– Traumatic needle placement
– Concomitant use of other anticoagulants (aspirin)
• Risk factors verified in subsequent reviews of
Stafford-Smith M. Impaired haemostasis and regional
anesthesia. Can J Anaesth. 1996; 43: R129-141.
Low-Molecular Weight Heparin
• Properties different
– Inability to monitor
– Prolonged half-life (3-
– Incomplete reversal
– Prolonged therapy
Neuraxial Anesthesia in the Patient
• Bergqvist et al (1992 & 1993)
– European study
– 19 articles involving 9013 pts who received LMWH
thromboprophylaxis and neuraxial anesthesia
– ONE case of spinal hematoma was reported
– Important note: European dosing is once daily
• May 1993: U.S.A. approved dosing regimen 30mg
every 12 hours
– Nearly 60 spinal hematomas were tallied by FDA from
1993 to 1998!
Risk Factors for Spinal Hematomas
With LMWH Thromboprophylaxis
Fibrinolytic and Thrombolytic Therapy
• Plasma half-life of
these meds is only
may last days
• Max depression of
plasminogen at 5
• Contraindication to
includes surgery OR
puncture of non-
within 10 days
• An 84 yo man received an uncomplicated
epidural steroid injection in the morning. He
developed chest pain later that day, was
admitted to the hospital, diagnosed with
acute myocardial infarction, and treated with
tissue plasminogen activator and heparin. He
subsequently developed back pain and
paraplegia. MRI demonstrated an epidural
hematoma extending from T10 to the sacrum.
• Avoid thrombolytic drugs for at least 10 days
after puncture of noncompressible vessels
• Avoid neuraxial anesthesia in pts with recent
thrombolytic therapy (no clear timeline)
• Perform frequent neuro checks (no less than q
2hrs) when thrombolytic therapy is given
unexpectedly to pt with recent neuraxial
• Check a fibrinogen level prior to removal of
Oral Anticoagulants (Warfarin)
• Interferes with the synthesis of
vitamin K-dependent clotting
factors (II, VII, IX, X)
• Clinical experience suggests
40% factor necessary for
• INR of 1.5 corresponds to 40%
of Factor VII
• Warfarin should be stopped for 4-5 days AND the
INR normalized (<1.5) prior to neuraxial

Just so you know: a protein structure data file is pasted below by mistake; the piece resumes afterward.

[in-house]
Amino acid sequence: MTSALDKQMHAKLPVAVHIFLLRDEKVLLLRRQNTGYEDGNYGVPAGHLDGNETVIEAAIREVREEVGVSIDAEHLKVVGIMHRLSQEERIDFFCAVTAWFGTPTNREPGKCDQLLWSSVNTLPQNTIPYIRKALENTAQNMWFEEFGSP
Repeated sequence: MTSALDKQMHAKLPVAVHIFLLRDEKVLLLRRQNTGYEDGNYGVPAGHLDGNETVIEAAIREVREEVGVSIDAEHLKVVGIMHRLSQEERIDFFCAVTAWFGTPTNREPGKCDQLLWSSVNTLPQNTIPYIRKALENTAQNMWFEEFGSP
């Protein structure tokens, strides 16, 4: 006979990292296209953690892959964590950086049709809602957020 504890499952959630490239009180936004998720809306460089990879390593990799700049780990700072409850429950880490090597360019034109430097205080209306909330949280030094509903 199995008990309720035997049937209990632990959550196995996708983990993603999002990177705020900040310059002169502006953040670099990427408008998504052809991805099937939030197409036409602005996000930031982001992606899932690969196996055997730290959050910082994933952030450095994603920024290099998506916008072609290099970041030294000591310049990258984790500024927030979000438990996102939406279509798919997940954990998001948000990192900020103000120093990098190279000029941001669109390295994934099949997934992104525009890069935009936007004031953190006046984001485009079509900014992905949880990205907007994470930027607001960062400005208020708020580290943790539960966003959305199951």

• PT/INR should be checked daily if warfarin and
neuraxial catheter are used concurrently
– PT/INR should be checked before catheter removal if
the last dose were within 36 hrs
– Catheter removal may be attempted when INR is < 1.5
• If INR were >3, the next dose of warfarin may
need to be withheld for an indwelling catheter
• NSAIDs (and aspirin) represent no significant added
risk for the development of spinal hematoma.
• Avoid neuraxial techniques if NSAIDs are used
concurrently with medications that affect clotting
– COX-2 inhibitors have little effect on platelets.
• Do not perform neuraxial anesthesia within 14
days of ticlid therapy or 7 days of plavix therapy.
• Avoid neuraxial techniques until platelet function
has returned in pts receiving GP IIb/IIIa inhibitors.
– Reduces blood pressure, thrombus formation, and serum
lipid and cholesterol levels
– Inhibits in vivo platelet aggregation is dose-dependent
– Time to normal hemostasis after discontinuation – 7 days
– Cognitive disorders, peripheral vascular disease, vertigo,
tinnitus, and altitude sickness
– Inhibits platelet activating factor
– Time to normal hemostasis after discontinuation – 36 hrs
– Protects against effects of stress
– May inhibit the coagulation cascade
– Time to normal hemostasis after discontinuation – 24 hrs
• These represent no added risk for spinal hematoma
• Essentially, there is insufficient evidence to
make risk assessments. It is best to avoid
neuraxial techniques in this population.
Back to our case….
• Lovenox converted to heparin at 35/36 wks EGA
• Last heparin was given 7/29 at 1330 (>24 hrs prior
• Combined Spinal-Epidural chosen
– Uneventful, atraumatic placement
– Injection on 7/30 at 1441
• C-section and Bilateral Tubal Ligation
– Uneventful, normal EBL
• Epidural removed 7/30 at 1530
• Heparin 5000u SQ q 12h restarted 8/1 at 1600
• Converted to Lovenox 80mg q 12h on 8/2 at 1800,
to be continued for 6 wks postpartum
Obstetric Management per ASRA
• No later than 36 wks, switch to LMWH or UFH
• At least 36 hrs before induction of labor or C-
section, convert LMWH to UFH.
• Discontinue UFH 4-6 hrs before anticipated
• Postpartum, resumption of prophylaxis (5000u
UFH SQ BID) should not resume until 12 hrs after
epidural removal for SVD, or 24 hrs post C-
– If higher doses are required, prophylaxis should be
delayed for at least 24 hrs.
What to Remember
• Heparin prophylactic BID dosing is not a
contraindication to neuraxial anesthesia
• TID dosing may represent increased risk, so vigilance is
• Try to avoid neuraxial techniques for more than 1-2
after heparin SQ, as this correlates to peak drug effect
• LMWH not quite as simple
– Low dose: Wait 10-12 hrs after last dose. Restart no
sooner than 2 hrs after needle placement. Indwelling
catheters ok, just delay removal 10-12 hours after last dose
and don’t restart until 2 hrs after cath removal.
– High dose, BID dose: Wait 24 hrs after last dose. Restart
no sooner than 24 hrs postop. Indwelling catheters not as
What to Remember
• Remember BID dosing of LMWH represents an
increased risk of spinal hematoma with
• Convert to UFH at least 36 hrs prior to
• Discontinue UFH 4-6 hrs prior to planned
• Resume UFH 12 hrs post SVD, 24 hrs post C/S